D.Chemical reactions involve changes in free energy1.The Greek letter delta (
) is used to refer to changes betweeninitial and final states2.
G =
H – T
SE.Free energy decreases during an exergonic reaction1.The total free energy of a system in the final state is less than thetotal free energy in the original state2.Exergonic reactions have a
G3.Exergonic reactions release energy and are spontaneousreactions4.These reactions still require activation energiesF.Free energy increases during an endergonic reaction1.An endergonic reaction is one in which there is a gain of freeenergy2.Diffusion is an exergonic processG.Free energy changes depend on the concentrations of reactants andproducts1.Reactions proceed to a state of dynamic equilibrium2.Cellular reactions are typically never at equilibriumH.Cells drive endergonic reactions by coupling them to exergonicreactions1.Coupled reactions may drive thermodynamically unfavorableendergonic reactions2.In energy coupling, one must look at the total
G of bothreactions3.Endergonic reactions are coupled with exergonic reactionsa)The breakdown of ATP is a good exampleIV.Adenosine triphosphate (ATP) is the energy currency of the cellA.The ATP molecule has three main parts1.Nitrogen-containing base (adenine)2.Ribose, a pentose3.3 phosphate groups in a seriesB.ATP donates energy through the transfer of a phosphate group1.The bonds linking the 3 phosphate groups may be broken byhydrolysisa)These reactions have a large –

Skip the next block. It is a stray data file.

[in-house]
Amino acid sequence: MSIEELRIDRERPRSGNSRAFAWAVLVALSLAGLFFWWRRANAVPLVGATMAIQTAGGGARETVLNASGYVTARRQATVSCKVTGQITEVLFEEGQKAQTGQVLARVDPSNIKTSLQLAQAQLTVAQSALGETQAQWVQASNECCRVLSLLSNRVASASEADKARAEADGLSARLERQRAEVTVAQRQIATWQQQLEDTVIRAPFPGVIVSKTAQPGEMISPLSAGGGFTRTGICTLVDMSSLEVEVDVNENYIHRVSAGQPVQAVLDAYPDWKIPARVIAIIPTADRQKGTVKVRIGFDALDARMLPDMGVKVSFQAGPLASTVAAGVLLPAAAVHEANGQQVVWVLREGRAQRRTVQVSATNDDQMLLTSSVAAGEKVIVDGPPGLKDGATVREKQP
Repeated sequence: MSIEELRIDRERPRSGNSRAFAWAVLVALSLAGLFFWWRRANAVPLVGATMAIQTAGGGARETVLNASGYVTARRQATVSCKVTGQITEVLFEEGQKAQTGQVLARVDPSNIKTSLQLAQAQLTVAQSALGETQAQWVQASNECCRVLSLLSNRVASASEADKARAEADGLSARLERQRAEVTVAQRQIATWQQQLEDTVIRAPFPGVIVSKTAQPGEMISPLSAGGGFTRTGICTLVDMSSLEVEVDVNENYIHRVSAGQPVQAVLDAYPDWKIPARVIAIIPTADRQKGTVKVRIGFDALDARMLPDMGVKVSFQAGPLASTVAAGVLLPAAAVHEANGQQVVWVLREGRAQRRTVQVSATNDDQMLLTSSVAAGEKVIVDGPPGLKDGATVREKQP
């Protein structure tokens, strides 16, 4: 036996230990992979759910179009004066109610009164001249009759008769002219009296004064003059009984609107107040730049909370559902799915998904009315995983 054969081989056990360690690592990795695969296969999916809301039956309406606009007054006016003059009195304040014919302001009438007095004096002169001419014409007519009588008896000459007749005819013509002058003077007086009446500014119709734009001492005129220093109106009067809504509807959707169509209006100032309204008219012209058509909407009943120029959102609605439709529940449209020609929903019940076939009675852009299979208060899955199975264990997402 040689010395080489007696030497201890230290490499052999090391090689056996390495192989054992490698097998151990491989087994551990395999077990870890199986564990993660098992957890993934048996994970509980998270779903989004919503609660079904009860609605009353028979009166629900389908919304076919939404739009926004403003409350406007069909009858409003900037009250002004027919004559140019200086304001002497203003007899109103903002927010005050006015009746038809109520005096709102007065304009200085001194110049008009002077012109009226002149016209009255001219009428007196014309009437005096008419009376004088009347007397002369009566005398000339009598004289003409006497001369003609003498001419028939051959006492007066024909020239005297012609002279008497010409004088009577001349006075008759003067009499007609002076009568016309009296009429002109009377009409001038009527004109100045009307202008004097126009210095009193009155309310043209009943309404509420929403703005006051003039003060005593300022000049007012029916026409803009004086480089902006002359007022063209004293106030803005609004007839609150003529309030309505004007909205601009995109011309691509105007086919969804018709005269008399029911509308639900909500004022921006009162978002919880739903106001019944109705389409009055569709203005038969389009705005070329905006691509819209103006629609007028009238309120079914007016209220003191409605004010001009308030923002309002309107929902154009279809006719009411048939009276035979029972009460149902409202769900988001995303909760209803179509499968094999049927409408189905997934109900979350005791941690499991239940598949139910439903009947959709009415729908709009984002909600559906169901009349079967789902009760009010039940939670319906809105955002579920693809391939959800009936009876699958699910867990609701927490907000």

G (–7.6 kcal/mole)b)ATP is hydrolyzed to form ADP + P
c)This reaction may be coupled with an endergonic reactiond)Phosphorylation reactions occur when the phosphate group istransferred to another moleculeC.ATP links exergonic and endergonic reactions1.Phosphorylation is coupled to endergonic processesD.The cell maintains a very high ratio of ATP to ADP1.The actual free energy of ATP under cellular conditions is -10 to-12 kcal/mole2.The ratio of ATP to ADP is about 10:13.ATP cannot be stockpiled
Alexis Omar López